Author: Laura H fried_flamingo
Chapter Rating: NC-17
Category: angst, AU
Disclaimer: The Mouse owns all.
Author's note: Thanks to all readers who've made it this far and special thanks to those of you who have taken the time to leave me feedback along the way. Now, the end is near...
Previous chapters here
Have I slept? she thought. Did I dream?
Elizabeth remembered torchlight, and shadowy forms glimpsed through a curtain of trailing vines. She remembered huddled figures shuffling from the deck in silence, while Jack stood on the shore speaking with a woman who wore rags tied in her hair.
Then arms had wrapped her in a blanket and the world had dimmed. She remembered no more.
Her eyes opened to a room bathed in candlelight, a room that existed in the dark recesses of her memory. For a moment, in between sleep and waking, Elizabeth heard the steady thump of a dagger being thrown into wood, over and over. She sprang from the bed, her mind still muddled by sleep, and glanced around the room. Shadows danced in the golden light and, by the door, a silhouetted figure lounged in a chair.
Something’s different, she thought, drowsily. It didn’t happen like this.
The figure rose and walked into the light.
“You’re here,” she said, unable to hide the relief in her tone.
“Where else would I be, love?” asked Jack, but she could offer no reply.
Fully awake now, Elizabeth surveyed her surroundings. Tia Dalma’s shack was much as she remembered it, though she had been there but once before and details had been hazy through her fog of grief and guilt. The same jars and bottles hung from the ceiling, their contents dried and rotted now. Cobwebs covered most surfaces, like fine shrouds, marking ten years of neglect.
Jack was regarding her carefully and Elizabeth wondered how long he’d sat there, watching over her as she slept. She took a breath and went to sit at the small wooden table. It’s surface was thick with dust and she smoothed her hand through it, revealing the gnarled wood below; if she looked closely, she could see the little pock marks in the grain, made by the point of Will’s knife.
He’ll never come back.
And there was the bold truth of it. She hadn’t allowed herself to believe it, even as she’d watched the sails of the Dutchman sink beneath the ocean, but now the certainty that Will was gone was as real as the wood beneath her fingers. There was no grief though, not this time. Things were as they were meant to be.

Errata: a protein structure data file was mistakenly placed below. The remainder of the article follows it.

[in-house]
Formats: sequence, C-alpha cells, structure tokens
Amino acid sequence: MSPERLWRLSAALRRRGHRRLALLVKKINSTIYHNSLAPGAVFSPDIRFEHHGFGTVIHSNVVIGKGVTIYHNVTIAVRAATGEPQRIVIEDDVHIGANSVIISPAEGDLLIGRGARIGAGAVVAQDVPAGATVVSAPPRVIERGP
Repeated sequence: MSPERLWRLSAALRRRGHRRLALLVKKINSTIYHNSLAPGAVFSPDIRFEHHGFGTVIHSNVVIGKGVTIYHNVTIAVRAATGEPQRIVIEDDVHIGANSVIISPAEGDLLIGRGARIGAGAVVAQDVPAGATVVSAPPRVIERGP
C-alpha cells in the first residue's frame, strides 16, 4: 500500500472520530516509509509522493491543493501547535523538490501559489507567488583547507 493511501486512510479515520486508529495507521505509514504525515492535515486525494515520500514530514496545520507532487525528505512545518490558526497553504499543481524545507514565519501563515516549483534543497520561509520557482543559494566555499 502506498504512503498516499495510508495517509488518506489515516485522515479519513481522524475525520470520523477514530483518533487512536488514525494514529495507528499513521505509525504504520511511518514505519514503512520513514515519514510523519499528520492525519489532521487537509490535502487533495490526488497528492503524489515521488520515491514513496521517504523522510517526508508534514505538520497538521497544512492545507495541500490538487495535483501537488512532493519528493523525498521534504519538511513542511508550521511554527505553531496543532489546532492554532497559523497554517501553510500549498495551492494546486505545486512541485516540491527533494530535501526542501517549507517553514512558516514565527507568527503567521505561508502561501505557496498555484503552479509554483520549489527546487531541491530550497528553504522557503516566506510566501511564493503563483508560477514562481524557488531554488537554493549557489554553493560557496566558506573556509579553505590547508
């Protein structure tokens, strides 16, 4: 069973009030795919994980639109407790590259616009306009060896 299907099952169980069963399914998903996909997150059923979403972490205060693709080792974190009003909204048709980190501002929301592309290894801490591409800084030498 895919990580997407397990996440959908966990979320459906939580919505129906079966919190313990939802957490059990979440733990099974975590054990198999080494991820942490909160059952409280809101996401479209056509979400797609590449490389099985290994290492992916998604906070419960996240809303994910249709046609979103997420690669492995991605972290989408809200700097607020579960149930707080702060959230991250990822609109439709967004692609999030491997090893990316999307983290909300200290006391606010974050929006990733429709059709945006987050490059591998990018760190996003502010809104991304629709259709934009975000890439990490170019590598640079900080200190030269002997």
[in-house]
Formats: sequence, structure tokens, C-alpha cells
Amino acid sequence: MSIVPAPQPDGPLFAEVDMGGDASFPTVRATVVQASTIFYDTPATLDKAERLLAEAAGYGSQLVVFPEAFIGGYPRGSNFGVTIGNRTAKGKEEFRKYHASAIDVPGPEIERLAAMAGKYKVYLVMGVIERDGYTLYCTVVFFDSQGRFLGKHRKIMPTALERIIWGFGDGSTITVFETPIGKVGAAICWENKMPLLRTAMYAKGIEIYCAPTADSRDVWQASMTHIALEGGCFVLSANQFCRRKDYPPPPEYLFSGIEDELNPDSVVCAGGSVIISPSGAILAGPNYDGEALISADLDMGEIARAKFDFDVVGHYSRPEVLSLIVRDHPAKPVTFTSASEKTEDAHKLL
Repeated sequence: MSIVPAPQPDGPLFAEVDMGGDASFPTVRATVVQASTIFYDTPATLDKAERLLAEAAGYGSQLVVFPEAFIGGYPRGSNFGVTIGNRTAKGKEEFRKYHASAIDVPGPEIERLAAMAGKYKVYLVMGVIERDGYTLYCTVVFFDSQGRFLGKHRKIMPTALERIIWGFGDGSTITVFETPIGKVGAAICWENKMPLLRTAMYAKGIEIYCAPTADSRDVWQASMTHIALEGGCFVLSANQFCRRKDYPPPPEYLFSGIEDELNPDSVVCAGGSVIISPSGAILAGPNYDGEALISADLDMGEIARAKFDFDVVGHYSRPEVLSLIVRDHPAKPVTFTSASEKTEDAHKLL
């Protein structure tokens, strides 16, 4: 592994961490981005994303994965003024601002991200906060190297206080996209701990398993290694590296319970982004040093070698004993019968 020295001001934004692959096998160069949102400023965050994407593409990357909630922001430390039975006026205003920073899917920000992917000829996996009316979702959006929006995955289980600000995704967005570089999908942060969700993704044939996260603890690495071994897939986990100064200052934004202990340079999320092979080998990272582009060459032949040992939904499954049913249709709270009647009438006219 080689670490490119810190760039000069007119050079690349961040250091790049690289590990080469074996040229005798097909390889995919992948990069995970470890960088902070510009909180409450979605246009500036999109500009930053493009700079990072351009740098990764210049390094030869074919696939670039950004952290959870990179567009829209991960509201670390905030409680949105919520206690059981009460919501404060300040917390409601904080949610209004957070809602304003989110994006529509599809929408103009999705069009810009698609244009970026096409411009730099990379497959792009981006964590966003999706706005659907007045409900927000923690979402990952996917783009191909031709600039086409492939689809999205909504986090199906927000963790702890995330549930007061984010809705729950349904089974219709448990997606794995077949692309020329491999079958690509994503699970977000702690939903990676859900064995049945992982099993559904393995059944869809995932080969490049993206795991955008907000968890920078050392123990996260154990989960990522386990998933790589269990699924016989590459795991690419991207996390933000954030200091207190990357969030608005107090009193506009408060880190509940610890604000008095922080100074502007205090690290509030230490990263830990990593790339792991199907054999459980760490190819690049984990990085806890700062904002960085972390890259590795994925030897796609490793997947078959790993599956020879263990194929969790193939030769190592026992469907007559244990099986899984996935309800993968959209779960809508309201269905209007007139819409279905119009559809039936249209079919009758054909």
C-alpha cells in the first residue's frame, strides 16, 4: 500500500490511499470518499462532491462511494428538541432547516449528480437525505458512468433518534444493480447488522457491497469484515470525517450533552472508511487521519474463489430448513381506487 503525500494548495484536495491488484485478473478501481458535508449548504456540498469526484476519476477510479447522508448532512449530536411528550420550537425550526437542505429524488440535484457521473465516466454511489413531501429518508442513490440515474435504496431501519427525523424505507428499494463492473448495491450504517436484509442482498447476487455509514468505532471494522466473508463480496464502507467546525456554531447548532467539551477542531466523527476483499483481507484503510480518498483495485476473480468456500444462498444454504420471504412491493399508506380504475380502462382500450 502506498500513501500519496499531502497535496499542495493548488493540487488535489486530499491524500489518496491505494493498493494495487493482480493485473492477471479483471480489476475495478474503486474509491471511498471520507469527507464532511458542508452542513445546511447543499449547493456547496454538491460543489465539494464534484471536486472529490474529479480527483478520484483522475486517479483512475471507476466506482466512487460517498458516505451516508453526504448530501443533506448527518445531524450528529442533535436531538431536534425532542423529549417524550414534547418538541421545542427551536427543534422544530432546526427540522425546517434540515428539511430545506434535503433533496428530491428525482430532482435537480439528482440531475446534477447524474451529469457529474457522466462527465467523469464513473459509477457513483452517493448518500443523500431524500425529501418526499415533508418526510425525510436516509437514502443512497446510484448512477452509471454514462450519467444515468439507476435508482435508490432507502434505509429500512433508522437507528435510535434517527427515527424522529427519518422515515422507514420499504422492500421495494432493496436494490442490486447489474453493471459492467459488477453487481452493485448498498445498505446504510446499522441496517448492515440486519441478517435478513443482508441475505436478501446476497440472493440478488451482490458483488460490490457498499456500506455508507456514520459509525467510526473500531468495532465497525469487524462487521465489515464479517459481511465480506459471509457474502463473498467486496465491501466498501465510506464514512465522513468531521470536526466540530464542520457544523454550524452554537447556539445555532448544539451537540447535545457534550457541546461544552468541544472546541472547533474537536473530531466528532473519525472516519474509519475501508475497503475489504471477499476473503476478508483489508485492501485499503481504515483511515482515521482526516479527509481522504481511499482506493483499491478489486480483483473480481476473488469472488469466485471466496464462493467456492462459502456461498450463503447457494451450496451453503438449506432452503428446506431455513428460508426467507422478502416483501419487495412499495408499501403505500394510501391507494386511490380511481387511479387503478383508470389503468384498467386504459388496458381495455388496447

Thinking on Will’s destiny led her to think on her own. Elizabeth had no idea what was to become of her. With the Valioso gone, she had no ship. The Pearl was Jack’s now and, in all honesty, Elizabeth didn’t think that she would ever deserve to sail on her again. Jack, she was sure, would agree once he heard the truth of the story and, after all he had done for her, the truth was the least she owed him. “I’d be much obliged if you could drop me off in Tortuga, Captain Sparrow.”
I’ll tell him the truth soon, she thought. Not yet though, not quite yet.
“Yes, Tortuga,” she replied, with forced levity. “Where else would I go? If you’re concerned that I’ll be drinking myself back into the gutter as soon as you’ve disappeared over the horizon then let me assuage your fears. My head is clear now and I intend to keep it that way.”
“I’m glad to hear it, love,” said Jack, “but might I ask why you have me disappearing over the horizon so readily?”
Elizabeth shrugged and looked away. “If you are possessed of a need to have your fill of the island’s doxies, now that you’ve embraced your former philosophies and pursuits, then it’s none of my concern. My point, however, is that you needn’t feel any obligation towards me. I’m quite capable of looking after myself.”